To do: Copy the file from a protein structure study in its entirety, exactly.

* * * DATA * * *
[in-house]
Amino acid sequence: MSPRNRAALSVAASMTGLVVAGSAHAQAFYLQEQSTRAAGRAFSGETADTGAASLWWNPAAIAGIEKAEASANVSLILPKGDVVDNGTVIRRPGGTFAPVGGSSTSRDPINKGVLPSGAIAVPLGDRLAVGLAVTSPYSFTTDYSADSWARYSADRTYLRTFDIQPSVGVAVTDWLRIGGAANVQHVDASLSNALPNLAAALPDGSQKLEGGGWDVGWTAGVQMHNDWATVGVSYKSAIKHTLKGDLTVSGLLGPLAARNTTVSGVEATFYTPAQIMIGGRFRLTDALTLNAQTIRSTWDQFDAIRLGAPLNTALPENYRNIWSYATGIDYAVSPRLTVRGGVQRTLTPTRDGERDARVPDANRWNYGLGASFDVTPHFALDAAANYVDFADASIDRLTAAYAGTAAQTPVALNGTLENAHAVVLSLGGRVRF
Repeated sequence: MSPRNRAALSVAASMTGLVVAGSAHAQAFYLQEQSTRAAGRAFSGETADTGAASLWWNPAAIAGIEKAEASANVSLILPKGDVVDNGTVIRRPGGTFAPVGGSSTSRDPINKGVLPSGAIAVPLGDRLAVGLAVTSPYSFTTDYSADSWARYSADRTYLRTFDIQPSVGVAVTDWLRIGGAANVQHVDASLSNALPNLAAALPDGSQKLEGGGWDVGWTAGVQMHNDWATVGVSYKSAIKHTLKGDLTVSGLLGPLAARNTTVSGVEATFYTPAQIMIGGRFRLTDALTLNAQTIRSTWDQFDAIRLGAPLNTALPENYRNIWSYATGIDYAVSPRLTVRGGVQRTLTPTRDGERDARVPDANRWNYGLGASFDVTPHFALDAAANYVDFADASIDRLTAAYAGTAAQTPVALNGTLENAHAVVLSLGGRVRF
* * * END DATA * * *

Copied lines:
[in-house]
Amino acid sequence: MSPRNRAALSVAASMTGLVVAGSAHAQAFYLQEQSTRAAGRAFSGETADTGAASLWWNPAAIAGIEKAEASANVSLILPKGDVVDNGTVIRRPGGTFAPVGGSSTSRDPINKGVLPSGAIAVPLGDRLAVGLAVTSPYSFTTDYSADSWARYSADRTYLRTFDIQPSVGVAVTDWLRIGGAANVQHVDASLSNALPNLAAALPDGSQKLEGGGWDVGWTAGVQMHNDWATVGVSYKSAIKHTLKGDLTVSGLLGPLAARNTTVSGVEATFYTPAQIMIGGRFRLTDALTLNAQTIRSTWDQFDAIRLGAPLNTALPENYRNIWSYATGIDYAVSPRLTVRGGVQRTLTPTRDGERDARVPDANRWNYGLGASFDVTPHFALDAAANYVDFADASIDRLTAAYAGTAAQTPVALNGTLENAHAVVLSLGGRVRF
Repeated sequence: MSPRNRAALSVAASMTGLVVAGSAHAQAFYLQEQSTRAAGRAFSGETADTGAASLWWNPAAIAGIEKAEASANVSLILPKGDVVDNGTVIRRPGGTFAPVGGSSTSRDPINKGVLPSGAIAVPLGDRLAVGLAVTSPYSFTTDYSADSWARYSADRTYLRTFDIQPSVGVAVTDWLRIGGAANVQHVDASLSNALPNLAAALPDGSQKLEGGGWDVGWTAGVQMHNDWATVGVSYKSAIKHTLKGDLTVSGLLGPLAARNTTVSGVEATFYTPAQIMIGGRFRLTDALTLNAQTIRSTWDQFDAIRLGAPLNTALPENYRNIWSYATGIDYAVSPRLTVRGGVQRTLTPTRDGERDARVPDANRWNYGLGASFDVTPHFALDAAANYVDFADASIDRLTAAYAGTAAQTPVALNGTLENAHAVVLSLGGRVRF